Until now building machine learning (ML) algorithms for hardware meant complex mathematical mode s based on sample data, known as “ training data ,” in order to make predictions or decisions without being explicitly programmed to do so.

And if this sounds complex and expensive to build, it is. 

But, what if there’s another, more agile way.

The implications of TinyML accessibility are very important in today’s world. For example, a typical drug development trial takes about five years as there are potentially millions of design decisions that need to be made on route to FDA approval. Using the power of TinyML and hardware, not animals, for testing models can speed up the process and take just 12 months.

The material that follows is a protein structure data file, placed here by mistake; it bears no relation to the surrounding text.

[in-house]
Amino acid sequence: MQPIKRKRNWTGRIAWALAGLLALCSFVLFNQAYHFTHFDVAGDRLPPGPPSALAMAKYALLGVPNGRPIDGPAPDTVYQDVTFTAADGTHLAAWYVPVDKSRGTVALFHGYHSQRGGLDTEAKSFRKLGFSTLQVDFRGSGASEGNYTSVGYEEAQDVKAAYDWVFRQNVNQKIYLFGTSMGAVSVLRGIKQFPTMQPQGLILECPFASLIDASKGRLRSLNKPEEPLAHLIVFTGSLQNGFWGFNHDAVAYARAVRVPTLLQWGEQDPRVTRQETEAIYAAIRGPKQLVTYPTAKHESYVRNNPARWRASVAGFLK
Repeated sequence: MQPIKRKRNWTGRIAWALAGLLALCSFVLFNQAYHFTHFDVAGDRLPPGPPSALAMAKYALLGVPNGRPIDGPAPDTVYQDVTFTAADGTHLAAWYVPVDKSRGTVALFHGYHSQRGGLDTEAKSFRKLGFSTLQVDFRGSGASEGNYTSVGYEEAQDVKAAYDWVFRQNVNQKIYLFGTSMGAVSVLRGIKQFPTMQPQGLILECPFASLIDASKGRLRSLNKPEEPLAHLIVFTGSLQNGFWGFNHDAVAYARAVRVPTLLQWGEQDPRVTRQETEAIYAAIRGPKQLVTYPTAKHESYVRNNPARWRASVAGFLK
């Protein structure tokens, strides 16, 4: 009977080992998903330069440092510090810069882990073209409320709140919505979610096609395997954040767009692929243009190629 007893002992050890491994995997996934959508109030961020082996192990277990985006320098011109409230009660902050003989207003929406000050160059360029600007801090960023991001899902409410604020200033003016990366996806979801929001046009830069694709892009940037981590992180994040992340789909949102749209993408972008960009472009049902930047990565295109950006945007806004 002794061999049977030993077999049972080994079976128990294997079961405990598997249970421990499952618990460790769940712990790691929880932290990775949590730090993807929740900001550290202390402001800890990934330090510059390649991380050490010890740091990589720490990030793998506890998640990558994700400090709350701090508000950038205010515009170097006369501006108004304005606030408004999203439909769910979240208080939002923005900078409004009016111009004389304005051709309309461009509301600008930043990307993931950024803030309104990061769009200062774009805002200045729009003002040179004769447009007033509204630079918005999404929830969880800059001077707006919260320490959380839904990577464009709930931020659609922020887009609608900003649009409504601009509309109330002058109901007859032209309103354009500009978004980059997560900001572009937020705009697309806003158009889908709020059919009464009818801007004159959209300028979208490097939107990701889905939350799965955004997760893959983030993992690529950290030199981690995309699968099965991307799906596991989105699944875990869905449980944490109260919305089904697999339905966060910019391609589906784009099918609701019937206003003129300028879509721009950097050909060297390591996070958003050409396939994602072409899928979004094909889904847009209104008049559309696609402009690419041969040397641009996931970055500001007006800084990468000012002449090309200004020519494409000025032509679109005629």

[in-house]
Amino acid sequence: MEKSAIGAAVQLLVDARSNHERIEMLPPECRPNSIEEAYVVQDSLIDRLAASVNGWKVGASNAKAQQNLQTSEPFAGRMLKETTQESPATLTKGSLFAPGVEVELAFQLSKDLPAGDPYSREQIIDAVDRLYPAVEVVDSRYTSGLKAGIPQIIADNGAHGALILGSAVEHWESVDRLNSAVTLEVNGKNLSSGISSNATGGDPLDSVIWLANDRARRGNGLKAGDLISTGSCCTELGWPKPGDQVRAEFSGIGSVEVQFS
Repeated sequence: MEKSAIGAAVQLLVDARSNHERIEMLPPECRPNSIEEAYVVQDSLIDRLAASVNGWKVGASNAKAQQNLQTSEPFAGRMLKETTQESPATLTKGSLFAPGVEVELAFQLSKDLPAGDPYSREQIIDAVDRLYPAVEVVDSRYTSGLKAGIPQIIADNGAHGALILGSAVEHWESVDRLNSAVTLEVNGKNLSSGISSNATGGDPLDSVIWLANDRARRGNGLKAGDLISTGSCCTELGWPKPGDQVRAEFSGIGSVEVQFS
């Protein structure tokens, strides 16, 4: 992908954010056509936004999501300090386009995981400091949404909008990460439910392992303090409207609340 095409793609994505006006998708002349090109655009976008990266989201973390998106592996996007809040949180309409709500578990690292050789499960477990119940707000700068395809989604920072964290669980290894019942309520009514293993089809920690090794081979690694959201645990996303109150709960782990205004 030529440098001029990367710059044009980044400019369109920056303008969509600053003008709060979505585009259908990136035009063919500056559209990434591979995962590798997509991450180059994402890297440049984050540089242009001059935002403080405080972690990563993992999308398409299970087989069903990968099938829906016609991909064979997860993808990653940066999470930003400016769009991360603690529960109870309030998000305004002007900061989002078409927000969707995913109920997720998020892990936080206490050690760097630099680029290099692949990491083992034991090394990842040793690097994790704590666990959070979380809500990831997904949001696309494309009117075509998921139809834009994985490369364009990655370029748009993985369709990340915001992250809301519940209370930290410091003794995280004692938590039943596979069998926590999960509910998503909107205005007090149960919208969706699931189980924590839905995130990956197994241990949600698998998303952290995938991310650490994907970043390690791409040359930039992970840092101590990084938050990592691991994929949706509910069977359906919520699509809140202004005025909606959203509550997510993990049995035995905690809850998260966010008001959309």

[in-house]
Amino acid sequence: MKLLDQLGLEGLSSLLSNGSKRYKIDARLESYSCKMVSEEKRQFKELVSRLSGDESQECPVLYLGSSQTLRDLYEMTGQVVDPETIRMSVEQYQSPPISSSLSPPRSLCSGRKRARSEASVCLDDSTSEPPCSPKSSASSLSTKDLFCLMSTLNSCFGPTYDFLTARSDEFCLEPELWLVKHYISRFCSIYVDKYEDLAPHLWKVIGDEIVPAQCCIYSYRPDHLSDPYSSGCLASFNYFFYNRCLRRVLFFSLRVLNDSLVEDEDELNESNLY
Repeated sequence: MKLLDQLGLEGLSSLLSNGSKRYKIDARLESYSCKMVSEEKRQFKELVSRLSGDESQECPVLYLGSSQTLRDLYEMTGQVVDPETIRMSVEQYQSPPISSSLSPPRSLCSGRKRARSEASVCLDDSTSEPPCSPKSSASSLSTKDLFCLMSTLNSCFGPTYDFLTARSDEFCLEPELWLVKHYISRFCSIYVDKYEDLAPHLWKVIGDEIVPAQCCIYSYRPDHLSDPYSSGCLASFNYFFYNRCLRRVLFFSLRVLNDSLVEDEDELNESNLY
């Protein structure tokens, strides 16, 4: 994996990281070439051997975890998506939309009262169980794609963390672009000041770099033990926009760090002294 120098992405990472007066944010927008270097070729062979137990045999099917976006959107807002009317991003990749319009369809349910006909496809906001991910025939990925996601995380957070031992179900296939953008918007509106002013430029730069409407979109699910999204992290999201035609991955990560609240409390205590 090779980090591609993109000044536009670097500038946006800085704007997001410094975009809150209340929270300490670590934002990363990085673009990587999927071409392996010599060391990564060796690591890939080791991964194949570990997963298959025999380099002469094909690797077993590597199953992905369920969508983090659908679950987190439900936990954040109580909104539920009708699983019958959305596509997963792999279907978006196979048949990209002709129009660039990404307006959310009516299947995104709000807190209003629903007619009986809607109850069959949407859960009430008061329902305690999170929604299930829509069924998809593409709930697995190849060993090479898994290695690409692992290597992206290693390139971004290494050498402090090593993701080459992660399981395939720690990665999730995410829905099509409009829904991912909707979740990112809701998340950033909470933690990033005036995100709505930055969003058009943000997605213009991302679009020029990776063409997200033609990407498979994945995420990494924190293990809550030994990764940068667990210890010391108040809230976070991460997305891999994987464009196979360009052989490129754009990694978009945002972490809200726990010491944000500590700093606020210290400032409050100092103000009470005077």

Another example of this game-changing technology in terms of building neural networks is the ability to fix problems and create new solutions for things we couldn’t dream of doing before. For example, TinyML can listen to beehives and detect anomalies and distress caused by things as small as wasps. A tiny sensor can trigger an alert based on a sound model that identifies a hive under attack, allowing farmers to secure and assist the hive, in real-time.

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